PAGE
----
Joyce Maynard’s characters, particularly Henry, are terrific.  They’re quiet and contemplative and they feel real. There’s nothing false about them: they’re just lonely, alone and looking to connect with someone.  I felt the author’s connection to Adele and Henry.  She trusts them and believes in them.  The book isn’t autobiographical, according to Maynard, but after reading a few interviews with her, it’s undeniable there’s at least a little bit of her in Adele, the divorced, lonely mother. It explains her interesting and quirky character and how well created she is.   Although I personally didn’t feel very connected to Adele or Henry, I sympathized with them, particularly Henry.  The poor kid doesn’t have a chance at fitting in with a mother whose happiness he feels is his responsibility.  Growing up is tough enough without such a burden.   

Did Maynard create Henry because she had a son (or daughter) in a similar situation?  If she did, perhaps this is a way now to reach out to him and explain herself, as well as let him know that now she understands what he must have gone through.  If not, then she is an author with vivid imagination and amazing creative abilities, not that they have to be mutually exclusive.  Frank’s origin is something we can only guess at.  Perhaps he was created as a necessary catalyst to propel the story forward, born in a flash of inspiration.  In any event, his character is a testimony to Maynard’s great story telling. Labor Day is a unique and creative story about love, family, believing in others and loyalty.  It’s beautifully written with ingenious characters and a fascinating plot.  It’s a book I highly recommend and believe it would be a shame for anyone to miss reading it.

 

It’s now a major motion picture starring Kate Winslet and Josh Brolin.

Tuesday, January 14, 2014

~ ~ First Chapter First Paragraph Tuesday Intros ~ ~


First Chapter First Paragraph Tuesday Intros is a weekly meme hosted by Diane at Bibliophile by theSea every Tuesday.  We share the opening paragraph, or two, of a book we’ve decided to read based on that paragraph. I‘m reviewing this book next month.  I chose this book after reading its summary on Goodreads.  The characters and setting caught my attention. I was also struck by the author’s interest in music and writing music which is how he segued into book writing. The author’s three prior books are stories about the reality of struggling to grow up and the difficulties one encounters along the way. The storylines are based in reality and hard luck but also show glimmers of inspiration and hope.  All of the author’s books have won prizes, have been highly recommended and praised. I'm really looking forward to reading this book!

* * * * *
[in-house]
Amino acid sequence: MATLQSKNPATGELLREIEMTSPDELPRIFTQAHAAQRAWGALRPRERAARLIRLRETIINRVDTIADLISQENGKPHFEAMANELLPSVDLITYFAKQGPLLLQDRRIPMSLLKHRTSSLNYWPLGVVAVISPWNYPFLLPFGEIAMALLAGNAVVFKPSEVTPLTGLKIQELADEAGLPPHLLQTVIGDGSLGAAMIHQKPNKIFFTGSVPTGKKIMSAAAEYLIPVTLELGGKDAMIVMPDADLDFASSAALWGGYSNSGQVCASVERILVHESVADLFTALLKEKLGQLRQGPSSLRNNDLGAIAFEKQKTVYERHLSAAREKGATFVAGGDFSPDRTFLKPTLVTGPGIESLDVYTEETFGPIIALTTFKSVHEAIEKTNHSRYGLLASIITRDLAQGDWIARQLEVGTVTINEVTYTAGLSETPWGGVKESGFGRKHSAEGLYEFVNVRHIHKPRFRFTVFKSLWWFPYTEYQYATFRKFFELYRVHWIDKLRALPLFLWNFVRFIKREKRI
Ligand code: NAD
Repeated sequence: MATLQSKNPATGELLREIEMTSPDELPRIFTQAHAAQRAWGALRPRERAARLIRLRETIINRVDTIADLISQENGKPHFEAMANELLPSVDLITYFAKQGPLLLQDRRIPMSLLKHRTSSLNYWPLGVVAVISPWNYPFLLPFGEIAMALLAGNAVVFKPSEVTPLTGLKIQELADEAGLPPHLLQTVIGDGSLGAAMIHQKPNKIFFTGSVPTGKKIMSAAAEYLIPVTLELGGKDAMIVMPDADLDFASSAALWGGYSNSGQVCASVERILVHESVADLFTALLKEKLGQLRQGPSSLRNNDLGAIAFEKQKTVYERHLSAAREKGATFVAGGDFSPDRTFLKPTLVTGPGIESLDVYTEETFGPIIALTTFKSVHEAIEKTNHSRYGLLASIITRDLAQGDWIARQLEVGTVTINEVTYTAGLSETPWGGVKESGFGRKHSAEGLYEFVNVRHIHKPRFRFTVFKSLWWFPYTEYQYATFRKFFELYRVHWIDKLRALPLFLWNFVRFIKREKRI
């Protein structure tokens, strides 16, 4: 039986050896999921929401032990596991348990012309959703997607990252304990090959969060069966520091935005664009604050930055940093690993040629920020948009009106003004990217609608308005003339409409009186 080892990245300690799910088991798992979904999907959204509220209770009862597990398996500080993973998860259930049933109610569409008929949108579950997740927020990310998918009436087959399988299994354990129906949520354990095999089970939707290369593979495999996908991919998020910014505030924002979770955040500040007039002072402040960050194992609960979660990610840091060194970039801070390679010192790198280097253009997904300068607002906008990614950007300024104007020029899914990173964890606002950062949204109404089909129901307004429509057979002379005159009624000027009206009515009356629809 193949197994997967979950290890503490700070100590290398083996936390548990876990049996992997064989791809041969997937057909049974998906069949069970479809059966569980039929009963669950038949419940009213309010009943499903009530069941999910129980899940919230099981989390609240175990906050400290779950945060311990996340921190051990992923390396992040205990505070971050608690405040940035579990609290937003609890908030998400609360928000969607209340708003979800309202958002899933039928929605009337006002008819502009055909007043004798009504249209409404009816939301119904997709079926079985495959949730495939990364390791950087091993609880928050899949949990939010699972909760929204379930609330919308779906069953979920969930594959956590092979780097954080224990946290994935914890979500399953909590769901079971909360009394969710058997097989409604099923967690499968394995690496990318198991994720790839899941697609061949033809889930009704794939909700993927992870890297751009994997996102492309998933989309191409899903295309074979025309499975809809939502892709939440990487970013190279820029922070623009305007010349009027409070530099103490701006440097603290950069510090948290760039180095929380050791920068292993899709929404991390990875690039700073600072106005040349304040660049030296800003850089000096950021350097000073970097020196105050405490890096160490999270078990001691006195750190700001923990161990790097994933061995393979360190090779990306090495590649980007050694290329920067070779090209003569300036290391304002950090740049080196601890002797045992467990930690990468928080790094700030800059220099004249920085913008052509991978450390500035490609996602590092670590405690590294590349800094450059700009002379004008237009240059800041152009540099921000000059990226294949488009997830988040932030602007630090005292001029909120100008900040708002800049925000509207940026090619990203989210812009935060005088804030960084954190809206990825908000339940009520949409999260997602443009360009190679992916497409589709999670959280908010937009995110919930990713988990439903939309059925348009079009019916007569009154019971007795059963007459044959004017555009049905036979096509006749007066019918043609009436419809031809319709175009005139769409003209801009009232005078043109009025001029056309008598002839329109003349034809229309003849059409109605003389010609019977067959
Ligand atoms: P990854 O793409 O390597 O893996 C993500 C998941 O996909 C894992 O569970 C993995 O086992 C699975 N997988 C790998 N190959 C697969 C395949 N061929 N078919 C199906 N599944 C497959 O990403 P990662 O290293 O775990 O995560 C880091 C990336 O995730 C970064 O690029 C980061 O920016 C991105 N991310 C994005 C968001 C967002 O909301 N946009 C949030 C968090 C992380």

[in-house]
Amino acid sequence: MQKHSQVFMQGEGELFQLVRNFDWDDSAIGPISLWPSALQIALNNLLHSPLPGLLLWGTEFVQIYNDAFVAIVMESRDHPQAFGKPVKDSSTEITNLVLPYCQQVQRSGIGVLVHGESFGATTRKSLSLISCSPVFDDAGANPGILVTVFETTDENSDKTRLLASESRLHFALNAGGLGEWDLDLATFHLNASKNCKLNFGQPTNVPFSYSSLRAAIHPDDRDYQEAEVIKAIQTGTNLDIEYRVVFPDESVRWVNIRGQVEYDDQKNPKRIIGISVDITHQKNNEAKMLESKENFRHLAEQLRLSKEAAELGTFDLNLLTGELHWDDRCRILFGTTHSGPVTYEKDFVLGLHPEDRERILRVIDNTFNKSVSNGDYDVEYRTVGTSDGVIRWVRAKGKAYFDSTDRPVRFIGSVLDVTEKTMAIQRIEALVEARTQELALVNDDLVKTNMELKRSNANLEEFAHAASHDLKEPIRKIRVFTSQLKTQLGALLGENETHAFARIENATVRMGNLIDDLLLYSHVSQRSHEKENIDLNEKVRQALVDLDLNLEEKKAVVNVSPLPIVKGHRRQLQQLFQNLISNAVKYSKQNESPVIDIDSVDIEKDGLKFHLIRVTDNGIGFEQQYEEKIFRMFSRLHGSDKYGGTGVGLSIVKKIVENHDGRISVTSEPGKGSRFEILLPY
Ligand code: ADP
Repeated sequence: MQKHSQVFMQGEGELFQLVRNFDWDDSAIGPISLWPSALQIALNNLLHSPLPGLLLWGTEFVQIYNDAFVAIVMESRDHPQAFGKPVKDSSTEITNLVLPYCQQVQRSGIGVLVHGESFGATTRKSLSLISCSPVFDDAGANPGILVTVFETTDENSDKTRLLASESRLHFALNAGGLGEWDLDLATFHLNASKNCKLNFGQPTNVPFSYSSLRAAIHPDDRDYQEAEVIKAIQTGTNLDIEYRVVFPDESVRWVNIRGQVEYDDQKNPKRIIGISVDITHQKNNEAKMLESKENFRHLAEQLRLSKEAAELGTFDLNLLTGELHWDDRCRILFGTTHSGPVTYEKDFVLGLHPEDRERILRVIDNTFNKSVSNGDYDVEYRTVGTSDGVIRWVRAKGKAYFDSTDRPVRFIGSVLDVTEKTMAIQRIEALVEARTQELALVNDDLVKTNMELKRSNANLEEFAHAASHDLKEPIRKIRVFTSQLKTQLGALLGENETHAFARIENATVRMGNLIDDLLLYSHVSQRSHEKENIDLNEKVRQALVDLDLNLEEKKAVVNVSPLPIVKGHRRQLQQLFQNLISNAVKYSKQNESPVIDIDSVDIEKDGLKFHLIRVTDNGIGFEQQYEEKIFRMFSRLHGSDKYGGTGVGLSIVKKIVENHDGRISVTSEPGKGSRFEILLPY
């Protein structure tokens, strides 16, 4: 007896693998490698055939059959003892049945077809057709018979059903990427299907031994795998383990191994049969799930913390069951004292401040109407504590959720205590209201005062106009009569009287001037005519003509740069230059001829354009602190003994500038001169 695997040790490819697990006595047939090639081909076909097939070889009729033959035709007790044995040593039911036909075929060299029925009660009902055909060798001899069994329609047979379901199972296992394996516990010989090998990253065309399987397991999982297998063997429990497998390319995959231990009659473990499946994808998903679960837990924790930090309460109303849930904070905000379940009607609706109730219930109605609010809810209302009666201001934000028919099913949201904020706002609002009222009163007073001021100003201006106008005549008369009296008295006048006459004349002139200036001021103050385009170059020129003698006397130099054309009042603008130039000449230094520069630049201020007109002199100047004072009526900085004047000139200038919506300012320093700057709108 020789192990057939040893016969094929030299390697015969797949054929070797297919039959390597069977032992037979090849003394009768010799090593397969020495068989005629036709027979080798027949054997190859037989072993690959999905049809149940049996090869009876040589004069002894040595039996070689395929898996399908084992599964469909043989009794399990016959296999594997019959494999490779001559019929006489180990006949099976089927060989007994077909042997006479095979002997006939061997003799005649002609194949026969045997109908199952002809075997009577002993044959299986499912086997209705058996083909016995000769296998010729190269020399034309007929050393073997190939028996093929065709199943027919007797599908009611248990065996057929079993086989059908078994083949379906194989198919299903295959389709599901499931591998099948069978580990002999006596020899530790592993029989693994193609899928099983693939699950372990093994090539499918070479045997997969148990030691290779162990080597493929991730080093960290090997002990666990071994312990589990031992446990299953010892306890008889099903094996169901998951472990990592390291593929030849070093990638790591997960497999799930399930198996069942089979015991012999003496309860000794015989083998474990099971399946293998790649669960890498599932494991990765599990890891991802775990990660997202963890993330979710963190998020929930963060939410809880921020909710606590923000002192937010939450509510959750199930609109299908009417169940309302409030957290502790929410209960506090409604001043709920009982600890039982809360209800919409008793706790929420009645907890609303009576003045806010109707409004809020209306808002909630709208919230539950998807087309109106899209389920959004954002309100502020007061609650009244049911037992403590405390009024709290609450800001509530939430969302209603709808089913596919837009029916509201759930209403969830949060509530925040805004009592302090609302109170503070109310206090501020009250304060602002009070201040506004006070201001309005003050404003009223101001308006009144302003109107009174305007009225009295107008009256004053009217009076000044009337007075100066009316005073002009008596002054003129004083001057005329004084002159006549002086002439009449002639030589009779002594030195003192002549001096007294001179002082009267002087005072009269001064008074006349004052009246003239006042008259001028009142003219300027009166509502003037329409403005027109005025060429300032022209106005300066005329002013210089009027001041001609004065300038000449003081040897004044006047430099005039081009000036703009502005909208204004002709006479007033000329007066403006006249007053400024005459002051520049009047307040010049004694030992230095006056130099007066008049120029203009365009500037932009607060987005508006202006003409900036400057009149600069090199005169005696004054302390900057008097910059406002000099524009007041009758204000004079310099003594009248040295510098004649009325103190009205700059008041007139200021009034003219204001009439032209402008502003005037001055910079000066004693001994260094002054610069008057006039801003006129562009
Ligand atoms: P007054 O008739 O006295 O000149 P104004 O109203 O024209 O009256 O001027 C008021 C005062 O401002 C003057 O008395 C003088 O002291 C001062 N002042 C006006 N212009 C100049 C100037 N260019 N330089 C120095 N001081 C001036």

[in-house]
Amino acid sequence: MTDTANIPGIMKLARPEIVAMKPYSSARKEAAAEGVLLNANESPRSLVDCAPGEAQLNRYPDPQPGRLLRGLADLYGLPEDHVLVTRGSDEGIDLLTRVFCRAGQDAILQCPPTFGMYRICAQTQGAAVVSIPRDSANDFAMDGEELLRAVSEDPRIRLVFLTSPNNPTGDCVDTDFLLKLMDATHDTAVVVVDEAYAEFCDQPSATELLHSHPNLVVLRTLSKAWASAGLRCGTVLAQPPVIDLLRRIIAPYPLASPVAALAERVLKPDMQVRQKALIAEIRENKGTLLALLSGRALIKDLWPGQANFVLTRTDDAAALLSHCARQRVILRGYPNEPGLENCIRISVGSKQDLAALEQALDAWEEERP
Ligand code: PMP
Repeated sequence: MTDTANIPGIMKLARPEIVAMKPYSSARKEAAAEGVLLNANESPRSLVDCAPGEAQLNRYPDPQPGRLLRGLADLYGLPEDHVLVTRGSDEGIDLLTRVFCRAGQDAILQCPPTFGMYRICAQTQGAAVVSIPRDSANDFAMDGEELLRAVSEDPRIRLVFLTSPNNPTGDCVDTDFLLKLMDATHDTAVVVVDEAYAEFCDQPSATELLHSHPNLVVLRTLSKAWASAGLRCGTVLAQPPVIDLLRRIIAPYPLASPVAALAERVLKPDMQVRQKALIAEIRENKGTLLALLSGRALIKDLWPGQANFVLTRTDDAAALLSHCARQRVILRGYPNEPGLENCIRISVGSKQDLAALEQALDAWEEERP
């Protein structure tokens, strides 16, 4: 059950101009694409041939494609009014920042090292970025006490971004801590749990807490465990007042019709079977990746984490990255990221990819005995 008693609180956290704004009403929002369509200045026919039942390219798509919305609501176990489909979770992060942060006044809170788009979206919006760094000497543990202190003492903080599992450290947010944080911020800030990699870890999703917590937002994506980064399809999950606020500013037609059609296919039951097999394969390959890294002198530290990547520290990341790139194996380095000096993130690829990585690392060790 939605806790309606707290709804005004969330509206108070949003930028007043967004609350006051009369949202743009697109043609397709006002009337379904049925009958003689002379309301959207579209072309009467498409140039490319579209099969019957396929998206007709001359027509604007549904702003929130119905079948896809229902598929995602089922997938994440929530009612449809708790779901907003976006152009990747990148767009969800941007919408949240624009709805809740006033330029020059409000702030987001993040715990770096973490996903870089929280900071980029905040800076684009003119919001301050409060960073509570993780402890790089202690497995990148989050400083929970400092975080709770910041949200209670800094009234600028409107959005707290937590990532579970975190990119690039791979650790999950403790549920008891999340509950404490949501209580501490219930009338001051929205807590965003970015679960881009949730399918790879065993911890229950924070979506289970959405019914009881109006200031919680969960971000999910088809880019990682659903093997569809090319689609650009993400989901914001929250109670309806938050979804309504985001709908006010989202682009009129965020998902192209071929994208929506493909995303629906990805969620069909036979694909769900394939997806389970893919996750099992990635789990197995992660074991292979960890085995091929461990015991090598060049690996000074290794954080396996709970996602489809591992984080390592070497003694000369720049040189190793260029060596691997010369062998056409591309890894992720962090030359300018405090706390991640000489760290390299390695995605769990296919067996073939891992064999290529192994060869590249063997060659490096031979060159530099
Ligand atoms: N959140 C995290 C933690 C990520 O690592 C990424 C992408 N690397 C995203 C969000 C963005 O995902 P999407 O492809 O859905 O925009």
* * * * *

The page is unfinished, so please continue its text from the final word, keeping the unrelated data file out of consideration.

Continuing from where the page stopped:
Don't forget to drop by Bibliophile By the Sea to read Diane's selection this week and to see who else is participating. You'll probably get some good book titles, too!
 


The Free
by
Willy Vlautin 

Leroy Kervin opened his eyes to see a woman in a blue-and-white-starred bikini holding a pneumatic drill.  He could see her blond hair and high heels and thin, long legs.  For the first time in seven years he could see her without blurred vision.  He could see her clearly from the glow of a small colored nightlight.

He lay in a twin bed and looked at the girl.  He could read the company name below her on the calendar: JACKSON’S TOOL SUPPLY. He remembered that his cousin worked there. Suddenly he could think things through, he could put things together, where in the past years he’d been unable to.  It was like his mind had suddenly walked out of a never-ending snowstorm. Tears dripped down the side ofhis face in relief.  Was he finally free?  Was he really himself again? 

What do you think?  Would you keep reading?

Saturday, January 11, 2014

The TBR Triple Dog Dare



Triple Dog Dare January 1, 2014 – April 2014

I am a little late to this party but very excited about the TBR Triple Dog Dare Reading Challenge hosted by CB at his blog, Ready When You Are, C.B..  I’ve been reading books from my shelf for the past few months because, when I went through them looking for a particular title, I found some great books.  There are still plenty of books I want to read and don’t yet own, but I’ve got a good start.  I especially want to participate in this meme if this is going to be the last year it's hosted. Hopefully somebody will host this meme next year!  Okay, enough of that!